My dear Theo,
It’s now 18 February and I still haven’t heard anything from you this month. Because you wrote something in your last letter about not feeling well, I thought you might perhaps be ill. But Mr Tersteeg told me you’d recovered, at least he hadn’t noticed anything wrong with you.1 You understand that I’m extremely short of money. Mr Tersteeg bought a little drawing from me for 10 guilders,2 which helped me to get through the week.
But he wants them small and only in watercolour and I can’t do that yet. One milestone has been passed, however. I work as hard as I can, but don’t forget that I’ll go under if I have too much worry and strain.
So write by return of post if you can, send me something, and believe me, with a handshake,

Ever yours,

This week, in addition to the one Mr Tersteeg bought, I’ve made around 3 studies that are still not right in execution, though the drawing is better, thank goodness.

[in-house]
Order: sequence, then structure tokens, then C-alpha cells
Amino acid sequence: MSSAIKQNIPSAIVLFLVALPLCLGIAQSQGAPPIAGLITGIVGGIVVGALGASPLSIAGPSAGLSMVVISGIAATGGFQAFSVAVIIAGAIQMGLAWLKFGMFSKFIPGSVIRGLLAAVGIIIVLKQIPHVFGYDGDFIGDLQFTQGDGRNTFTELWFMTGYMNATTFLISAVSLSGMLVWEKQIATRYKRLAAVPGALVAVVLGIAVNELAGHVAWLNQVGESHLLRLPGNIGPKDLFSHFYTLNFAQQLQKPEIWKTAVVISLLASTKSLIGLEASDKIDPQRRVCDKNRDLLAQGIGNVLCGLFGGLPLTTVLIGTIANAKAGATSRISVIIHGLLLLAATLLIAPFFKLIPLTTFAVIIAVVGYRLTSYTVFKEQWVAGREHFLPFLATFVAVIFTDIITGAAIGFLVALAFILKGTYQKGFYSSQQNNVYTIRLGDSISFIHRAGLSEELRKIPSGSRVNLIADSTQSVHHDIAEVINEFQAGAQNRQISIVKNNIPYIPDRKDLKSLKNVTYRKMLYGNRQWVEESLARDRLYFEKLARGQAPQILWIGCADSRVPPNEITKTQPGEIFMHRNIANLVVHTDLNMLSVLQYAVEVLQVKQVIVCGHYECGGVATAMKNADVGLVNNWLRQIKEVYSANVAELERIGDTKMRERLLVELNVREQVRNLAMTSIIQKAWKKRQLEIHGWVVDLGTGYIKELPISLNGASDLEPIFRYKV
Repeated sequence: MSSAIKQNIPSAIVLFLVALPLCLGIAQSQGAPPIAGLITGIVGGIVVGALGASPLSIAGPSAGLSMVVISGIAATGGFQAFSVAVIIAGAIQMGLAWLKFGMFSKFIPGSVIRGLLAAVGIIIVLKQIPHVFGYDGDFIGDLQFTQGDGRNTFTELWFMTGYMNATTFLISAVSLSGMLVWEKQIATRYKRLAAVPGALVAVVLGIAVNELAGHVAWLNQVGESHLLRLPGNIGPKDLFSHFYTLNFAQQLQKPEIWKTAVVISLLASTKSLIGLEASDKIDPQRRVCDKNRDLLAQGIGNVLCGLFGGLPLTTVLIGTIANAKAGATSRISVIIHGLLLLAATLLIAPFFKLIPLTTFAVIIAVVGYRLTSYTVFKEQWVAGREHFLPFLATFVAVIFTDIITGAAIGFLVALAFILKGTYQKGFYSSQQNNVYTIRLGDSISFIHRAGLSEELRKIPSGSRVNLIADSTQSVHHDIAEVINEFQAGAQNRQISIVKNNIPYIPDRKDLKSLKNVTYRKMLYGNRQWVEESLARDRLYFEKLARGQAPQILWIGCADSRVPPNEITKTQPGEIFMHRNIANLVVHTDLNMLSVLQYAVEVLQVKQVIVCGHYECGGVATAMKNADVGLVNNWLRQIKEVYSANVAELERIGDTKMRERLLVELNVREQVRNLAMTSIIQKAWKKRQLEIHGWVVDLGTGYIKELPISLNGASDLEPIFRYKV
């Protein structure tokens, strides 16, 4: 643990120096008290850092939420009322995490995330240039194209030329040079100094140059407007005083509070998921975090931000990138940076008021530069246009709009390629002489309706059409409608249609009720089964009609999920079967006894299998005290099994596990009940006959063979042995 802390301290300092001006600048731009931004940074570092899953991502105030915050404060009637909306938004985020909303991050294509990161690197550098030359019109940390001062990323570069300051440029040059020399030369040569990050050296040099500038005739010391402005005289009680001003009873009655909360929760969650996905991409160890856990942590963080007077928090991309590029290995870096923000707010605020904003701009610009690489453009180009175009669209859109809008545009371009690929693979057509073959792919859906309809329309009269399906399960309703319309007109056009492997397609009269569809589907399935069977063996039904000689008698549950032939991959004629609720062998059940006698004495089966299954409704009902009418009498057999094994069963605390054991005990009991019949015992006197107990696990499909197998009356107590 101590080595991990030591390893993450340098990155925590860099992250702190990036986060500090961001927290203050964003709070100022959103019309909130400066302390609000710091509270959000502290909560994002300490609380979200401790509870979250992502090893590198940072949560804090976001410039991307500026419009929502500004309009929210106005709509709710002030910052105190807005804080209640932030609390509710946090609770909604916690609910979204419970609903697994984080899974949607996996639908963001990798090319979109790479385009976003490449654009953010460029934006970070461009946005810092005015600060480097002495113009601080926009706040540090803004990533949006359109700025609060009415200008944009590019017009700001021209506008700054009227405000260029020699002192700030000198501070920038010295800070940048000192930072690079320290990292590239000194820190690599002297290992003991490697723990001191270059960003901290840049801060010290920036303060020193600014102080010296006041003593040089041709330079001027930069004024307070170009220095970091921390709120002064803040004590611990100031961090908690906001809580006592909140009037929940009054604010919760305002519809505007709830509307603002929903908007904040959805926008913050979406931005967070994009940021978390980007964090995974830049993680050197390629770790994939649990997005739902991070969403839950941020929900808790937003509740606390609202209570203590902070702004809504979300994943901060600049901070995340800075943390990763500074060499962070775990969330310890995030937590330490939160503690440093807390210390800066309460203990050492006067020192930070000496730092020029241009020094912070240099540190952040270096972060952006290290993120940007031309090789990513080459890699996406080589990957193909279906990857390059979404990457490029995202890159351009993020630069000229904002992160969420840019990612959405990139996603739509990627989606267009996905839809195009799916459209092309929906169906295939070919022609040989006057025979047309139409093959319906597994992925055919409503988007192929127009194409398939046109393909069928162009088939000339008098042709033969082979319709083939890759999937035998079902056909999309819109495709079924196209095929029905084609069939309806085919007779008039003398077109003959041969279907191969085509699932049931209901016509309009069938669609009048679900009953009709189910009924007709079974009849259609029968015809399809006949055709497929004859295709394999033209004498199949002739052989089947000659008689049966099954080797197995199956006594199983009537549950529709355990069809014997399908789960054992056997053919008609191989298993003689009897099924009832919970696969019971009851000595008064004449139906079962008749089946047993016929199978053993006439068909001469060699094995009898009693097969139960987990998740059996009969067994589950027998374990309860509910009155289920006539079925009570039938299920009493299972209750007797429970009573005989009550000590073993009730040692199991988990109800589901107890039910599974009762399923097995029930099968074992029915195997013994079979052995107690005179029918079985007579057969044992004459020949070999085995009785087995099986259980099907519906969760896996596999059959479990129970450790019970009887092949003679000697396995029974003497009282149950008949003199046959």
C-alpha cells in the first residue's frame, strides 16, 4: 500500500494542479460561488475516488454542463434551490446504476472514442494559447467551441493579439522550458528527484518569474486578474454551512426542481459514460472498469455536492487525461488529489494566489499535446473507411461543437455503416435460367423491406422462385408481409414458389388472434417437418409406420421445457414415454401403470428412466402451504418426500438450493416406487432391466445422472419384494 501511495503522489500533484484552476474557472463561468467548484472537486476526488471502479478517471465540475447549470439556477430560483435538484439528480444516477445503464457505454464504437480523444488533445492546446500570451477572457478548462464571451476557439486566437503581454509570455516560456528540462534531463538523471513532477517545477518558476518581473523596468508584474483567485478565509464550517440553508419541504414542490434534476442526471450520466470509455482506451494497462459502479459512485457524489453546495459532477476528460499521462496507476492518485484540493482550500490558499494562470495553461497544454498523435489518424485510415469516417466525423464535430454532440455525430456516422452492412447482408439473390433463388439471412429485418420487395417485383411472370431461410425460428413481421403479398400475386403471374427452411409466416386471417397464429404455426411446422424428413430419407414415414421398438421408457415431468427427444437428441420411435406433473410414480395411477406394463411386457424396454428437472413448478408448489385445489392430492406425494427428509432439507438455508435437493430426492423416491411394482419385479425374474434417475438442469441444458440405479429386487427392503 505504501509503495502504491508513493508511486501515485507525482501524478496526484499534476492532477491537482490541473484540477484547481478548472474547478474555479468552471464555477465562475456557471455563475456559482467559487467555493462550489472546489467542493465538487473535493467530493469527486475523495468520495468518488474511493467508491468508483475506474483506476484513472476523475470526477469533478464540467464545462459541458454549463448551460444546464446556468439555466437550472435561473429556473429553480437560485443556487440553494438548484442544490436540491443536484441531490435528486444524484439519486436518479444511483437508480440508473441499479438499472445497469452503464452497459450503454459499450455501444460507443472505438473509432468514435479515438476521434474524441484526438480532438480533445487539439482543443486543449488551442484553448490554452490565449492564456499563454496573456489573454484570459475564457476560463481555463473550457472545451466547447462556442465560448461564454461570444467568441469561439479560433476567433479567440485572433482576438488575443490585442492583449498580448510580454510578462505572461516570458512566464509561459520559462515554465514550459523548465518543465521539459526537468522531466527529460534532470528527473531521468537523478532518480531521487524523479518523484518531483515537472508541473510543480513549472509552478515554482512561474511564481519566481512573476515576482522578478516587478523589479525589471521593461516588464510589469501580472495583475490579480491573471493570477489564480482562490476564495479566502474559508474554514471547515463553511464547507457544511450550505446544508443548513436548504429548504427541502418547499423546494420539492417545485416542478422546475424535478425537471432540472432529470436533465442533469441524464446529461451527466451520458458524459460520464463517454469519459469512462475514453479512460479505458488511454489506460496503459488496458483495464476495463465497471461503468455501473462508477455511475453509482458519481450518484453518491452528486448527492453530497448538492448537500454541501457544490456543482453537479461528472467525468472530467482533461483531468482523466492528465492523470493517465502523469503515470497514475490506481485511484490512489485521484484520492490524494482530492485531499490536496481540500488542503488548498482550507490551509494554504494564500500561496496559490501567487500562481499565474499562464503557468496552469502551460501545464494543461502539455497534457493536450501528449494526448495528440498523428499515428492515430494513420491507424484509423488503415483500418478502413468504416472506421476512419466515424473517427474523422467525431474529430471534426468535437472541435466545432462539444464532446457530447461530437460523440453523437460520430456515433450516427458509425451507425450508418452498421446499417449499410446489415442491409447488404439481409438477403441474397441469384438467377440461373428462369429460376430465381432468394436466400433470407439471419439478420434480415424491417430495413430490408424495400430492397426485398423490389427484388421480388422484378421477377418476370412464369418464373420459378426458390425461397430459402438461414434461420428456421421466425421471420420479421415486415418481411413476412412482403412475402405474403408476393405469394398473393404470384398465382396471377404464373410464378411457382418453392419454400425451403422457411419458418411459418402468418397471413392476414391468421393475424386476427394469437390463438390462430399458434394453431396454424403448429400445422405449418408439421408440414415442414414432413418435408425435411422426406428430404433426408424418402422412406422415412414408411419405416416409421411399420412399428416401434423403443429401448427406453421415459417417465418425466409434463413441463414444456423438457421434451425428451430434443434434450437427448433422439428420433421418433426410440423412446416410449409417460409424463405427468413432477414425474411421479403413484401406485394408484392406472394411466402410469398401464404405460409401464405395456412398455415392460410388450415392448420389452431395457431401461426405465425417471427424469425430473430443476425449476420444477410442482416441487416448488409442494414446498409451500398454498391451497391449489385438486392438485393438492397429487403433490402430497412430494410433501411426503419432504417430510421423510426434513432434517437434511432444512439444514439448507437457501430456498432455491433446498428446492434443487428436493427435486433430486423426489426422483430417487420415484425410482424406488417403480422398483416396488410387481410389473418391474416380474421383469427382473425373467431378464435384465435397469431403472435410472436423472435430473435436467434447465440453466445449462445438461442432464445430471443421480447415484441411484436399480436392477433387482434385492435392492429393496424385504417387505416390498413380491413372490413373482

It means a great deal to me to feel that I’m beginning to draw better, and that keeps my spirits up.
Drawing is the most important thing, no matter what they say, and far and away the most difficult as well.
This is why I dare to say that I’ll make something saleable within the year. Because I don’t count the one Mr Tersteeg bought, I’ll be much better at it when I’ve improved my drawing so that it no longer causes me such trouble. Adieu, old chap, be sure to write soon!


Br. 1990: 205 | CL: 176
From: Vincent van Gogh
To: Theo van Gogh
Date: The Hague, Saturday, 18 February 1882

1. Tersteeg had visited Theo in Paris (see letter 204).
2. Van Gogh is not necessarily referring to size when he calls this a ‘little drawing’; he could be alluding to the fact that it is not very elaborate (cf. letter 237, n. 10). It is possible that he is referring to Woman at the window, knitting (F 910a / JH 90), which Tersteeg owned; it measures 33 x 26 cm. (The drawings he made for Uncle Cor, which are comparable in format, were also referred to by Van Gogh as little.)